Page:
We know a lot about racially motivated violent extremists. Yet we have done little to prevent people like Payton S. Gendron, 18, who traveled 200 miles from Conklin, New York to massacre Black people in Buffalo.
We know, for example, who is most likely to become radicalized — socially isolated white men with bleak economic futures, criminal records, substance abuse and mental health issues.
We also know that the problem of racially motivated attacks is a growing danger.
Last year, Attorney General Merrick B. Garland, upon releasing the Biden Administration’s plan to counter domestic terrorism, said: “In the FBI’s view, the top domestic violent extremist threat comes from racially or ethnically motivated violent extremists, specifically those who advocated for the superiority of the white race.”Garland added that the threat was “rapidly evolving.”
Dylann Roof was only 21 when he announced to attendees of a Bible study that he was there “to kill Black people” and fatally wounded nine people at Mother Emanuel AME Church in Charleston, South Carolina in 2015.
Patrick Wood Crusius, a 21-year-old from Allen, Texas, drove 650 miles to an El Paso Walmart, where he killed 23 people and injured 23 others. He set out to kill Mexicans, because he claimed they were invading America.
James Fields Jr. was only 20 years old in 2017 when he drove from Ohio to Virginia to join the Unite the Right Rally in Charlottesville, one of the largest white supremacist rallies in the United States in recent history. The high school graduate, described as a loner with a deep admiration for Adolph Hitler, had a long history of abuse toward his mother and was suffering from schizophrenia. Like many far-right violent extremists, Fields was struggling with social mobility, working as a security guard for $10.50 per hour. He became infamous for plunging his car into a group of peaceful counter protesters, killing 32-year-old paralegal Heather Heyer.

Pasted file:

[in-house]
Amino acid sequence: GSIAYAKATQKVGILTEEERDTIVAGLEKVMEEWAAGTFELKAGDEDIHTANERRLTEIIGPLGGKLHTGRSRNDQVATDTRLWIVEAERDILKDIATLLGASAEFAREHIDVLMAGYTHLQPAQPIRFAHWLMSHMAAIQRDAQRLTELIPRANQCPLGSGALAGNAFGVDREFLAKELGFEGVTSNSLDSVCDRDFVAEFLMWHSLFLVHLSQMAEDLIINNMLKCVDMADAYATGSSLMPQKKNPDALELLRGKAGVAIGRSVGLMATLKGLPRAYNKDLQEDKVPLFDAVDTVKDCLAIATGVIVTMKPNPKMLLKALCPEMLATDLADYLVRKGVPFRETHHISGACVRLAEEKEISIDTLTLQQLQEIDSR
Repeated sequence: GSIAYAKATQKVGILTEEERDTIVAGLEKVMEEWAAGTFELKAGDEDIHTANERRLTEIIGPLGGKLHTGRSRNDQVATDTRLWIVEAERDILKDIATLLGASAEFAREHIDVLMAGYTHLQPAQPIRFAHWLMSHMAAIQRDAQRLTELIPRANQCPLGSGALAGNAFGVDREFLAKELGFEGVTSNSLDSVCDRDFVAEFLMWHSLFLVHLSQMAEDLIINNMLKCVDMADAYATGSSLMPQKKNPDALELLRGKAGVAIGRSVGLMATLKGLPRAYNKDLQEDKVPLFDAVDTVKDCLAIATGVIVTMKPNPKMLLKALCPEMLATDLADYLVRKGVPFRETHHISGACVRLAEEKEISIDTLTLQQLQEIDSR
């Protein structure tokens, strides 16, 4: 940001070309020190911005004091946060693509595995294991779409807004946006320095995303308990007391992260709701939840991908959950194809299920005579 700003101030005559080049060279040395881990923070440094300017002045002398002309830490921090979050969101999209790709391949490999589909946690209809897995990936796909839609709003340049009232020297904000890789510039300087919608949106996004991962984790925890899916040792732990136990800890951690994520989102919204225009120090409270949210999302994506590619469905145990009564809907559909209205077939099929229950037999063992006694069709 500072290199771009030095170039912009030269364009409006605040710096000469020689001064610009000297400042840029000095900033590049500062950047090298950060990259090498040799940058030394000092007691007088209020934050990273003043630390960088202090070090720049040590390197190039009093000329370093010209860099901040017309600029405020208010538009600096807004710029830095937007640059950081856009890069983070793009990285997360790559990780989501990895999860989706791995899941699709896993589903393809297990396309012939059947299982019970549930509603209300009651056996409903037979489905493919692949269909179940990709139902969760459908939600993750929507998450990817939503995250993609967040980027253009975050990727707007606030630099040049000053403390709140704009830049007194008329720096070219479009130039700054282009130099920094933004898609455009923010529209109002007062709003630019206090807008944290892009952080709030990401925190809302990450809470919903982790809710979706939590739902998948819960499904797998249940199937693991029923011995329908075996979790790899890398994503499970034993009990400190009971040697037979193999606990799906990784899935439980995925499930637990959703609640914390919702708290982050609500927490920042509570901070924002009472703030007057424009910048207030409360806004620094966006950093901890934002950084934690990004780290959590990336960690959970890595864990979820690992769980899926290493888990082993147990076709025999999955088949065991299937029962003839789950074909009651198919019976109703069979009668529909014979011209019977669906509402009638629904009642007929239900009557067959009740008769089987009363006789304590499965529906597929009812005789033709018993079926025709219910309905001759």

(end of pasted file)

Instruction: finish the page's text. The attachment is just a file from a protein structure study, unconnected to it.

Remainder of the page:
Social media has been a welcoming place for racist influencers whose mission is to reestablish white supremacy through the use of hate speech, microaggressions, coordinated harassment, and weaponization of emojis, GIFS and memes. Social media has the power to connect people who were once loners with their ideological partners, and it speeds how quickly white supremacist ideology can spread, thus encouraging and emboldening copycats.
As a former child therapist, I know that any isolated men with low educational attainment, under employment, mental health and substance abuse issues, criminal backgrounds should sound an alarm. Prevention works.
In 2017, 31-year-old Benjamin McDowell was taken into federal custody after writing screeds on Facebook, saying that he wanted to target Jews, people of color, and Muslims “in the spirit of Dylann Roof.” McDowell talked to an undercover FBI agent about his plans for an attack, and bought a gun through him.
Prosecuting a culprit after families and a community has been forever devastated shouldn’t be this country’s preferred choice for dealing with racially motivated extreme violence.
Several years ago, during a House of Representatives hearing, former white supremacist Tony McAleer, cofounder of Life After Hate, best described the boys who grew to become our nation’s mad men. “When we peel away the labels, we find vulnerable human beings. And they are human beings. And when we’re talking about hate crimes that are happening in schools, we’re talking about children, too.”
If we want men to disconnect from extremist activity, we will have to first identify those most at-risk of indulging and then invest in mental health services, drug and alcohol rehabilitation, and job and education services. Helping isolated men create positive life events — through finding a better, more meaningful job and connecting with less extremist friends, for example — is the only insurance we really have to reduce the number of devastated communities like El Paso, Charleston, Charlottesville — and now, Buffalo.
Chad Dion Lassiter is the executive director of the Pennsylvania Human Relations Commission and the 2021 PA Social Worker of the Year.
Published May 16, 2022